But everything can be hacked, it seems, and there are now increasing concerns that, in the aftermath of recent computer program hacks such as the Colonial Pipeline event in May that had Georgians waiting in gasoline lines, smart meters can be hacked and, in a worst case scenario, shut off.

Dallas hacker Hash has been reverse-engineering some of the data he’s picked up from smart meters using just his laptop and some programs, knowledge and curiosity and has shared videos of his efforts.

As part of his efforts, as documented in the video above, Hash used a form of mathematical reverse-engineering to decode data to find GPS coordinates in each meter.

He says he was angered, as were many Texans, when he had to spend days in the freezing dark in February, and began to wonder how power shutoffs were prioritized. When he read that public utility Austin Energy refused to divulge who had power shut off and who didn’t, he decided to see if he could find out through monitoring smart meters in the Dallas area.

It turns out, he says, that smart meters carry information about the last time they were shut down, so it’s easy to tell who lost power in February and who didn’t.

Somewhat ironically, Austin Energy has said it won’t reveal specific information from the February blackouts because it might invite cyberattacks on critical infrastructure.

Hash has said he believes that his own ability to hack into smart meters indicates that the meters are significantly less safe than many think; so hacking the systems will delineate the weaknesses in the systems and provide system designers with information to plug the security holes.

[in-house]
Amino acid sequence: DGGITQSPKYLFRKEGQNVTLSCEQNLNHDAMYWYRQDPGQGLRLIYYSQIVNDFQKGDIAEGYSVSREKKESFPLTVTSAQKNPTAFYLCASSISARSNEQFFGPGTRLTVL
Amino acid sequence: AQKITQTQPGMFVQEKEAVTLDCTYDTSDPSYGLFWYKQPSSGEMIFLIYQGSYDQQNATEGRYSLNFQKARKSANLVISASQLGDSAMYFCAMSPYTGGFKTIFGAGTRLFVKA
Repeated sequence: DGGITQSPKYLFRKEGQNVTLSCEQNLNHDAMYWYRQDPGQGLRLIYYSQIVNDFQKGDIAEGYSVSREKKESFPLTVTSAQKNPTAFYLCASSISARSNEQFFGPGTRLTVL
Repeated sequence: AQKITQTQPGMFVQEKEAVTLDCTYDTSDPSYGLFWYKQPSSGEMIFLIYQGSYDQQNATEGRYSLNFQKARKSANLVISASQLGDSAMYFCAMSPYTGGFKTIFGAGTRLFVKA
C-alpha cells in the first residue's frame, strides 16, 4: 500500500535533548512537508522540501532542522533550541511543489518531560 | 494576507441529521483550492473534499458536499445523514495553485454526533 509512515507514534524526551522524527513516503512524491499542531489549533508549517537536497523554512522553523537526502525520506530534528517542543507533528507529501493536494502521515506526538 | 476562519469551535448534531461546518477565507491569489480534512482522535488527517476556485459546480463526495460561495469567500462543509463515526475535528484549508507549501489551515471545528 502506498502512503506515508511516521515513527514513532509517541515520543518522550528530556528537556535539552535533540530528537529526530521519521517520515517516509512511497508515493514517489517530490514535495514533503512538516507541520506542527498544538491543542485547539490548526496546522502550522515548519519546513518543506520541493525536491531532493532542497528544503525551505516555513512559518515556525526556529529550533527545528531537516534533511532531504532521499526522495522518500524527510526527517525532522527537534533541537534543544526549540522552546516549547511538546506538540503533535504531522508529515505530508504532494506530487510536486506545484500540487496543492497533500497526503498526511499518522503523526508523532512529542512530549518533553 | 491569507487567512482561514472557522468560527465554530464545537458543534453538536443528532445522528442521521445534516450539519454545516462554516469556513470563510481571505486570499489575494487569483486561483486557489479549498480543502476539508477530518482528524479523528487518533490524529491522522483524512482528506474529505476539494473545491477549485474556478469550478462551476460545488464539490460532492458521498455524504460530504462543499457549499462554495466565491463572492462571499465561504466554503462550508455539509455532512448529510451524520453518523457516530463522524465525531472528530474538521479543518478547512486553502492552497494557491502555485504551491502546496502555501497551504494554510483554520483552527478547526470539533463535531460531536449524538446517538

“I think people expect companies to do the right thing but forget the right thing to them is shareholder value,” Hash told the Daily Dot. “If we want a secure system that’s resilient against attack then it must be openly attacked, otherwise nothing will be done.”

One of Hash’s motivations is the social justice aspect of the fallout from the February storms, including the possibility that some minority neighborhoods were prioritized for power blackouts, a topic explored by the Daily Dot’s Thursday report on Hash’s efforts to gather information from smart meters using his laptop as he drove the road between Dallas and McKinney.

The Public Utility Commission of Texas said last week that it’s going to require more transparency in the release of information about power shortages in the future.

And while smart meters are becoming increasingly common for home electricity tracking, their use is also widening — they’re now being used for natural gas and waterline consumption tracking.

So if Hash is correct in his assumptions about vulnerabilities in the smart meter systems, it makes sense that perhaps a hacker with good intentions should expose those flaws soon, before a bad-intentioned hacker does the same, with disastrous results.